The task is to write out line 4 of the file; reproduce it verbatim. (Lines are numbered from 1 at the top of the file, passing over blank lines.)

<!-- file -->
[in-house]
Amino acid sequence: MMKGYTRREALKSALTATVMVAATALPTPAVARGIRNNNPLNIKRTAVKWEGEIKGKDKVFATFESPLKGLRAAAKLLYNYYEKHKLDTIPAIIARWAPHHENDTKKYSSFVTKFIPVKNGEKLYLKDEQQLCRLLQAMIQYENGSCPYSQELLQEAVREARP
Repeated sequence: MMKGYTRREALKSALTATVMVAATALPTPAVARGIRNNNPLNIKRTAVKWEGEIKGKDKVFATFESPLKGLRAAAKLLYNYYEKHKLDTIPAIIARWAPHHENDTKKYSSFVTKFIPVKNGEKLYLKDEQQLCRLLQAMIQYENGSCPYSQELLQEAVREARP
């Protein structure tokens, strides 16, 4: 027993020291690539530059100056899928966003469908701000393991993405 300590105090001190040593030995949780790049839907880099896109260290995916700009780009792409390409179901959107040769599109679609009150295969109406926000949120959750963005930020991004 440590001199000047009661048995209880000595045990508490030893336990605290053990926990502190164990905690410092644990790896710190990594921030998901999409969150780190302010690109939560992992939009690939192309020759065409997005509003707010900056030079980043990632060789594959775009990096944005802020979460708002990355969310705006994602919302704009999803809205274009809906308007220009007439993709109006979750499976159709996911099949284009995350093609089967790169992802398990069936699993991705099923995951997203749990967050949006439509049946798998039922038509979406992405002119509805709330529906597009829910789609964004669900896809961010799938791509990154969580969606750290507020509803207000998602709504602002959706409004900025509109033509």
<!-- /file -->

């Protein structure tokens, strides 16, 4: 027993020291690539530059100056899928966003469908701000393991993405 300590105090001190040593030995949780790049839907880099896109260290995916700009780009792409390409179901959107040769599109679609009150295969109406926000949120959750963005930020991004 440590001199000047009661048995209880000595045990508490030893336990605290053990926990502190164990905690410092644990790896710190990594921030998901999409969150780190302010690109939560992992939009690939192309020759065409997005509003707010900056030079980043990632060789594959775009990096944005802020979460708002990355969310705006994602919302704009999803809205274009809906308007220009007439993709109006979750499976159709996911099949284009995350093609089967790169992802398990069936699993991705099923995951997203749990967050949006439509049946798998039922038509979406992405002119509805709330529906597009829910789609964004669900896809961010799938791509990154969580969606750290507020509803207000998602709504602002959706409004900025509109033509």